Demand: Some subjects are more in demand than others. To determine if there is a market for your preferred subjects (and among your target audience), you can check online tutoring platforms and see what subjects are the most popular. You can also talk with teachers in your local area; they will tell you what subjects students struggle with the most.
Competition: Competition is good. It’s another way to determine that a subject is popular. However, if the competition is too heavy, you might find it hard to get enough work, at least initially, while you build a name.
Tutors usually charge by the hour, and their prices range anywhere from $10 to $80, which is quite a difference in pricing. The amount you can charge will depend on your expertise and qualifications in the subjects you teach and also your experience tutoring. Other factors also come into play:
The demand: As mentioned in the previous section, some subjects or types of tutors are more in demand than others. The demand for the services you offer will play a big role in how much you can charge.
The subjects you teach: If you specialize in a specific subject or area of tutoring like test prep for SAT exams or children with special needs, you can charge more than tutors who offer a broad range of general subjects.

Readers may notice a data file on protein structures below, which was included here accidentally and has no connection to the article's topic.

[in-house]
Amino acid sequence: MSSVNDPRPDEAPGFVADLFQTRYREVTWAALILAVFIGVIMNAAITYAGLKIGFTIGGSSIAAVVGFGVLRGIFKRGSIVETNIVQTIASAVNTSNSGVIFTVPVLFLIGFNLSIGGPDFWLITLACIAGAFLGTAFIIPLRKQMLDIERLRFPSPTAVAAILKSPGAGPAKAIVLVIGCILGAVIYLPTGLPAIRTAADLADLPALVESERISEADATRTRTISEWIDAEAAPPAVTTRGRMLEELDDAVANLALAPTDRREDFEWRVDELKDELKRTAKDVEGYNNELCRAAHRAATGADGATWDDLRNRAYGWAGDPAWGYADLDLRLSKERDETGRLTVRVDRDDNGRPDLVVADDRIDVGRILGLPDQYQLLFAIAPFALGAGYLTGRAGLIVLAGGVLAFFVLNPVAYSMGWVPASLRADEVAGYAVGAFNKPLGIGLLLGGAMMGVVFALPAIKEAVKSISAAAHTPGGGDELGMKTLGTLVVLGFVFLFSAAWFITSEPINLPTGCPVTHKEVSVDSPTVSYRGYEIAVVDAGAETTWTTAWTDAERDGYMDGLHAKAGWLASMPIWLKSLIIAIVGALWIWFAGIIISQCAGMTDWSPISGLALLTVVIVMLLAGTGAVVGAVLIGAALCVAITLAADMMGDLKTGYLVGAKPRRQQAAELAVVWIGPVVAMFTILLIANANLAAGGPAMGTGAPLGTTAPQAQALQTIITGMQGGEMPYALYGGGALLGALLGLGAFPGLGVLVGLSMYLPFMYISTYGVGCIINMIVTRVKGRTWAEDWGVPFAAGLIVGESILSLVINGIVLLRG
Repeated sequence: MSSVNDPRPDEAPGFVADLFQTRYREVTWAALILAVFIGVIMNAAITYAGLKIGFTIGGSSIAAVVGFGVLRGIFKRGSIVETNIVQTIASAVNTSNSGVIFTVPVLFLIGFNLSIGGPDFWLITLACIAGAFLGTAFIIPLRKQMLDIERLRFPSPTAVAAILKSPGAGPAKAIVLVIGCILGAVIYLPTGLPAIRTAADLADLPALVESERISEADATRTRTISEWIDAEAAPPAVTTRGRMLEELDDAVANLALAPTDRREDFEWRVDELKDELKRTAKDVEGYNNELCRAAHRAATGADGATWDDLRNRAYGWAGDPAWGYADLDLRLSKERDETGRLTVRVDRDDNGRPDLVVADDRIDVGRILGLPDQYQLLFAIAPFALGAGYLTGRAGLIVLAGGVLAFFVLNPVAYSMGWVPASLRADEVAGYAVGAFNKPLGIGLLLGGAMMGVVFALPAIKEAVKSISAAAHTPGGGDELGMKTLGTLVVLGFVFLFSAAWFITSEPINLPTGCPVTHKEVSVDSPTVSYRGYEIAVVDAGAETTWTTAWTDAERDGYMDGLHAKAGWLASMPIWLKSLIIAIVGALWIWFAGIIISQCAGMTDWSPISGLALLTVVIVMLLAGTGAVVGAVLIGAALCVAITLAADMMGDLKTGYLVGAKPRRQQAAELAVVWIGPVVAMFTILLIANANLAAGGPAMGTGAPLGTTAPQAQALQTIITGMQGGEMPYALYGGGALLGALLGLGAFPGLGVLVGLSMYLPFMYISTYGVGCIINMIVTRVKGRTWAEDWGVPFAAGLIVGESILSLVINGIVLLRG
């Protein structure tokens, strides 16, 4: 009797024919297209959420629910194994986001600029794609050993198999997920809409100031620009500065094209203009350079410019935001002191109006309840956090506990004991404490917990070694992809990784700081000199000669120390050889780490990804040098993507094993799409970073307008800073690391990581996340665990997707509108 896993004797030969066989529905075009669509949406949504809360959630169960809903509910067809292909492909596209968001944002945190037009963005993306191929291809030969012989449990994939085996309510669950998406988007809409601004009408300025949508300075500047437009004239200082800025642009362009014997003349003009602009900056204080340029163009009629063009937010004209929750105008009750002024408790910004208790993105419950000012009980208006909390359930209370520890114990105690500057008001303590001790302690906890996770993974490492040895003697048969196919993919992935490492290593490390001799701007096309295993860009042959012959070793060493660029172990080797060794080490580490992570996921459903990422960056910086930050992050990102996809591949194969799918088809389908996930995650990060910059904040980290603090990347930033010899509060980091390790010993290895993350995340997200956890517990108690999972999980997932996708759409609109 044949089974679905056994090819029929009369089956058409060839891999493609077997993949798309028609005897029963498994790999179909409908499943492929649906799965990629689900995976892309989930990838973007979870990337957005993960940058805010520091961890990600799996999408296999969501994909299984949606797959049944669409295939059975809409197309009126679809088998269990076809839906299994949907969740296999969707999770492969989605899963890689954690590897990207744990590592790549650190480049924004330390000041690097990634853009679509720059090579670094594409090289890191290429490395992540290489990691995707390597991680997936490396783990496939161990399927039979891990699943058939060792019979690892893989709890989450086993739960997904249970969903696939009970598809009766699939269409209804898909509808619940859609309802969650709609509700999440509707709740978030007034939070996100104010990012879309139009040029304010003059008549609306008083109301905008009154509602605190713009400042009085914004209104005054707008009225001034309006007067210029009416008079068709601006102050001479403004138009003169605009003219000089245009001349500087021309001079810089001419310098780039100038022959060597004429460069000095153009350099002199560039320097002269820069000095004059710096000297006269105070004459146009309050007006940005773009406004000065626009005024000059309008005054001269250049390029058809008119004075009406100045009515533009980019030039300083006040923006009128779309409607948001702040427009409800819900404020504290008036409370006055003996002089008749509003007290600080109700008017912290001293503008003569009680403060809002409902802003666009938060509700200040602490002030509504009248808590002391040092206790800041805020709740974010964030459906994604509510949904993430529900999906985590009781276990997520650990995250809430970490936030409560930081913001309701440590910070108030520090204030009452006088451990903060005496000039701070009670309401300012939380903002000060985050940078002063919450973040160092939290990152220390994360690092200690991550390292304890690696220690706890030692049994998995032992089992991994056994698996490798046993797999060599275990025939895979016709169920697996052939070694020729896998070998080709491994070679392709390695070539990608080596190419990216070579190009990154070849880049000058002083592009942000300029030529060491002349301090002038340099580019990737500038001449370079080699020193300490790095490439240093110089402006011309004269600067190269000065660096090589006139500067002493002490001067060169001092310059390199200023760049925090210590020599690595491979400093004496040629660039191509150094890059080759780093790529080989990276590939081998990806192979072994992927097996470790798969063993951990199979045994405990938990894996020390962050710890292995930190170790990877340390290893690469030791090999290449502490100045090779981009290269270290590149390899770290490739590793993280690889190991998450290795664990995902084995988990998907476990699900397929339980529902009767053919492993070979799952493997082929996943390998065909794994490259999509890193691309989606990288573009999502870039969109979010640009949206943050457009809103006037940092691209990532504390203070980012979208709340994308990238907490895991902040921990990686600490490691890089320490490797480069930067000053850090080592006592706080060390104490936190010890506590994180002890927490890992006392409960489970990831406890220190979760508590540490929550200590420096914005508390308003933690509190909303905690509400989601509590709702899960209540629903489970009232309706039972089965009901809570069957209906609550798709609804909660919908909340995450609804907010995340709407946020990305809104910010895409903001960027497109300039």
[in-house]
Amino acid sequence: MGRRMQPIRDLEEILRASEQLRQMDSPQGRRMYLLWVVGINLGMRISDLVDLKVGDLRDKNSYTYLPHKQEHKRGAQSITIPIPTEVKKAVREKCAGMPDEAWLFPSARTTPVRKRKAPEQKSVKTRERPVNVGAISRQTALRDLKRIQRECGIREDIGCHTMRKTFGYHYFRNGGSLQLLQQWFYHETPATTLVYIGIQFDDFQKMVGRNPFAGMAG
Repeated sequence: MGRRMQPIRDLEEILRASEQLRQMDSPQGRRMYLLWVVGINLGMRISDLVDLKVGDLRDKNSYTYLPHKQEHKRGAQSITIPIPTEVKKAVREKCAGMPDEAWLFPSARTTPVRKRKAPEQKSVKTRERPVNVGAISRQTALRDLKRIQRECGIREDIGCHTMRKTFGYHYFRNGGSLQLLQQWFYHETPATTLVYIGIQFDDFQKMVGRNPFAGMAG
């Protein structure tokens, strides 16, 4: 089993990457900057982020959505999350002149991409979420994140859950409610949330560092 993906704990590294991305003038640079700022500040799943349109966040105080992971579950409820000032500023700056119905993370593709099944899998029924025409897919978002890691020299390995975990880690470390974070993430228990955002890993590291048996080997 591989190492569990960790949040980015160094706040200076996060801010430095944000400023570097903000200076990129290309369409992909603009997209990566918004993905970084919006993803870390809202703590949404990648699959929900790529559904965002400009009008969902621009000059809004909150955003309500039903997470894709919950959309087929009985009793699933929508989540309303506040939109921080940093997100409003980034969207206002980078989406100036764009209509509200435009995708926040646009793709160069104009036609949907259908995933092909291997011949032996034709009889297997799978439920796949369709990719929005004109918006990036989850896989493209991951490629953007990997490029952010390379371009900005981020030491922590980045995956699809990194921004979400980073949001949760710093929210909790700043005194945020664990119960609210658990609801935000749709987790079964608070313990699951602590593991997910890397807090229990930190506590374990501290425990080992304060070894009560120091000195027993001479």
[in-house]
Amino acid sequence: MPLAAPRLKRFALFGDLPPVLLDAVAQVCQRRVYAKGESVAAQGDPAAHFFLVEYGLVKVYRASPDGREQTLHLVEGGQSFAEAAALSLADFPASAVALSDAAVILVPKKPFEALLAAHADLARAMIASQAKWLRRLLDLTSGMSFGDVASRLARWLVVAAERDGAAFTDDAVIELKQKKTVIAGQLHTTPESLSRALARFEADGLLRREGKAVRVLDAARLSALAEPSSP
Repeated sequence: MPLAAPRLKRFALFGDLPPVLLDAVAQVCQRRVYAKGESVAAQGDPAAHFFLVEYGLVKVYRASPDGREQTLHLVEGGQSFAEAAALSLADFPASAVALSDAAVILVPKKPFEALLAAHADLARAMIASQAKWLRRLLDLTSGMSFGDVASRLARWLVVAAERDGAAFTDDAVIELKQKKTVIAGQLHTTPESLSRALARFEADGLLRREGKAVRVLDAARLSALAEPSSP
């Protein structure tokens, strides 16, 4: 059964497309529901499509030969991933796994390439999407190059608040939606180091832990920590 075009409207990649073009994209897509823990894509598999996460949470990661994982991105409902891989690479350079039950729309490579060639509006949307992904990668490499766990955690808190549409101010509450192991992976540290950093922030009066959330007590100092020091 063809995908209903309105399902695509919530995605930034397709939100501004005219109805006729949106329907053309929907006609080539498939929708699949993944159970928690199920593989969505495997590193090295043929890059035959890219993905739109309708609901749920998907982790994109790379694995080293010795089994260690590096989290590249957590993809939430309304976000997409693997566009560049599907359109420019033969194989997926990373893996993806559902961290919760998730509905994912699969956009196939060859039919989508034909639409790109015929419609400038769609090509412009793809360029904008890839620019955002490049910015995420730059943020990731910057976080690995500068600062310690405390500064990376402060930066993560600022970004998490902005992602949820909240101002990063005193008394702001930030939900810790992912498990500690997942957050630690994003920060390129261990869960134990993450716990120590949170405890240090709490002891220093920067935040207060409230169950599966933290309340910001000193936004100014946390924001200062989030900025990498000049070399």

The Competition: Competition, either online or locally, from tutors providing the same services, will impact the prices you can charge. You might find it hard to get clients if you charge $60 per hour while your competitors charge $25.
Location: Some areas are more affluent than others. If your customer base is in a less affluent area of your city or town, they might not have the finances to pay rates at the higher end of the scale.
With the above considerations in mind, to get an idea of what you should charge, do some research on what others are charging for the subjects you will offer. Then set your pricing somewhere in the middle. Once you build your experience and reputation and become more established, you can increase your rates.
Just like with any other business, to be successful, you have to build a client base. There are many marketing methods you can use to get your name out there. Here are some of the more common ways that tutors market and promote their businesses.